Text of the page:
Sitting at the dining room table, listening to P as he shares excerpts from The Tao of Pooh by Benjamin Hoff. Unable to hear Hoff's ideas without connecting them to E.
In the opening chapters of his book, Hoff explains the notion of the Uncarved Block as central to Taoist beliefs. The Uncarved Block, he says, represents a thing in its natural state. And it is this state to which the true Taoist aspires.
A tree, for example, would be considered an uncarved block. It exists in nature and with it. It bends with the wind, rather than resists it. It does not aspire to be a brook or a rock or something other than what it was born to be. It simply is...a tree.
Winnie-the-Pooh approached life like a Taoist, says Hoff. The Taoist ideal, he writes, "is that of the still, calm, reflecting 'mirror-mind' of the Uncarved Block, and it's rather significant that Pooh, rather than the thinkers rabbit, owl, or Eeyore, is the true hero of Winnie-the-Pooh and the House at Pooh Corner."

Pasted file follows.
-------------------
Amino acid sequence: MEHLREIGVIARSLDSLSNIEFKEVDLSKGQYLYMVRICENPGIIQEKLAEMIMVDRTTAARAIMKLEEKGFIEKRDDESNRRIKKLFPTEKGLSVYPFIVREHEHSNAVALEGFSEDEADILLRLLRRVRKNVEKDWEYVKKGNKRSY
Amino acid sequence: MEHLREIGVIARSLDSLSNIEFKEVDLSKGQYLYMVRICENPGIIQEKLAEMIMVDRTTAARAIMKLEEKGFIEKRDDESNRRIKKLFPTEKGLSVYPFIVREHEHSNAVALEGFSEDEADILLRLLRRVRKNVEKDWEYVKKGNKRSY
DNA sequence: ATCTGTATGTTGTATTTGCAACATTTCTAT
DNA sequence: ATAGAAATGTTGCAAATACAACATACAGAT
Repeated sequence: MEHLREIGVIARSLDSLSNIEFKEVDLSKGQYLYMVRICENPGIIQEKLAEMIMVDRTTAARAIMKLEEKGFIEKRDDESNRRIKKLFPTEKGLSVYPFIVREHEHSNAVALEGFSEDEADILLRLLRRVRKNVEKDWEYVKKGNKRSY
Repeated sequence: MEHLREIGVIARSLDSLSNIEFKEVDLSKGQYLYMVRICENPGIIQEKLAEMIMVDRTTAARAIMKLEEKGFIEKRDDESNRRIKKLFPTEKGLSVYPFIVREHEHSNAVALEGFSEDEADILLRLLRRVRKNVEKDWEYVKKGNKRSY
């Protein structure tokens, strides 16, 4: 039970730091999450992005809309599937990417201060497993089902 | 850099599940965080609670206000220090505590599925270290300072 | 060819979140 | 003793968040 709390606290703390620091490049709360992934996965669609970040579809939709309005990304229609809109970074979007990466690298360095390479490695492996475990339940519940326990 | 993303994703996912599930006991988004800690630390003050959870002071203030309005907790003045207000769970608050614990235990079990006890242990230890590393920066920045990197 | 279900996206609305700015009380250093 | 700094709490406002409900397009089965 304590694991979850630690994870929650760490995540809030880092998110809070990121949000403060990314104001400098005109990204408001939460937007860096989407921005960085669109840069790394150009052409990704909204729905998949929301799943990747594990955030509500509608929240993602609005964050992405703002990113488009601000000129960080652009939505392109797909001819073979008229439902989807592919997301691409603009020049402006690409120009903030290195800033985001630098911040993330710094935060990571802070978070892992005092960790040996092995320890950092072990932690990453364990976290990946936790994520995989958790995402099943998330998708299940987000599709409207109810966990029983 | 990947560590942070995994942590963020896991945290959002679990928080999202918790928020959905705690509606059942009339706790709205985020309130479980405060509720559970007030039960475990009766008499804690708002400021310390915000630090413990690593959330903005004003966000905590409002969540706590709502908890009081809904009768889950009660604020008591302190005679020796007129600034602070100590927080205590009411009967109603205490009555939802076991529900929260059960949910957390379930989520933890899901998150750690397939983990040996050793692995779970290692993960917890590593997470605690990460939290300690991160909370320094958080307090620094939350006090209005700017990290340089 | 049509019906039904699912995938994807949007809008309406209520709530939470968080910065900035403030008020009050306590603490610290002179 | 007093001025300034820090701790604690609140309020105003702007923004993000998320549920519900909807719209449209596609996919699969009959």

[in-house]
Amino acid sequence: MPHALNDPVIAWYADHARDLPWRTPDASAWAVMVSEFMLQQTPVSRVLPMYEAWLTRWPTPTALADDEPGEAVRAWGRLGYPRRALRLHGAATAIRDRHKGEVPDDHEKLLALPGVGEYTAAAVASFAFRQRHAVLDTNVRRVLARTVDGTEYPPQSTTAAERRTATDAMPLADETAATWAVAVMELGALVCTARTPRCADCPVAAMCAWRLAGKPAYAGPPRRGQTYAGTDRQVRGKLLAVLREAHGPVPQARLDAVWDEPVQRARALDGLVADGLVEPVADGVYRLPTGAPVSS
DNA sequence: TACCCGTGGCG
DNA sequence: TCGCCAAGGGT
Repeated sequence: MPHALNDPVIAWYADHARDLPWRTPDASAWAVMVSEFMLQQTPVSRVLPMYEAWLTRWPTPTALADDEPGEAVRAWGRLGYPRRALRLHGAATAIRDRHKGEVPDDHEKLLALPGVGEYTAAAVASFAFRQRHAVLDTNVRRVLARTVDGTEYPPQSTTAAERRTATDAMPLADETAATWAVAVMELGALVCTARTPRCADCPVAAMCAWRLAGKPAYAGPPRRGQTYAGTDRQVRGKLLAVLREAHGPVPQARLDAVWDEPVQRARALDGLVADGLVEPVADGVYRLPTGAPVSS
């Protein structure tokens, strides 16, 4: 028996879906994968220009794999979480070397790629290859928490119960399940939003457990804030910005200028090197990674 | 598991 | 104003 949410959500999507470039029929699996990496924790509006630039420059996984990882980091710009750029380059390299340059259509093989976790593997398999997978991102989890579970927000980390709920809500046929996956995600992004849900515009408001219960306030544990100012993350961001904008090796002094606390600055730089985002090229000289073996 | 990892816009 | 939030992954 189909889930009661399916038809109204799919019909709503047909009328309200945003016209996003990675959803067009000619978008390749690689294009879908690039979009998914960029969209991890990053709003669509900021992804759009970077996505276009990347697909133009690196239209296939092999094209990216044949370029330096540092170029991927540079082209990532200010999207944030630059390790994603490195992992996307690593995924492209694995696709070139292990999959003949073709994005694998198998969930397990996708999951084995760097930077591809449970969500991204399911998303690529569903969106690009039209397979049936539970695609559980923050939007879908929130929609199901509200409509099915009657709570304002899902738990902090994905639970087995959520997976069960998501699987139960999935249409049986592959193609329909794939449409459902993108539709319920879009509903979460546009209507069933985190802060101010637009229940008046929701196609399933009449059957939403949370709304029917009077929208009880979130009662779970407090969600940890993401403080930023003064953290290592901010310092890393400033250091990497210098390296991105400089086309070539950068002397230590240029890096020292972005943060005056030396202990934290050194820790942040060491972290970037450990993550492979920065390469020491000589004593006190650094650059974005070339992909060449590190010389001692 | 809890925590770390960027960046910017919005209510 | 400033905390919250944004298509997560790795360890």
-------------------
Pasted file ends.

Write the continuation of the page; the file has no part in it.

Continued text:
Hmmm. I've been a Pooh in years past, but not lately. Not since we first learned of E's new aneurysm in August, and especially not since the surgery to clip the bugger was canceled last minute. I've been more like a fretting Eeyore, thinking man's Rabbit, or busy Tigger.
E, on the other hand, was born a Pooh and remains a Pooh. Even after her aneurysm rupture in July 2001 took away most of her friends, her ability to walk unassisted, and her independence on so many different levels. Even after physicians canceled Wednesday's surgery with less than 24-hours notice.
Rather than resist the latest news--that surgery had been canceled--E bent with it. Sleeping in until 11:30 the next morning was her only concession. She has always practiced what Hoff describes as the "simple, childlike and mysterious secret known to those of the Uncarved Block: Life is Fun."
I must read Hoff's book.
Edited to add:
I must think more about how Pooh's philosophy relates to writing, especially during times when life conspires.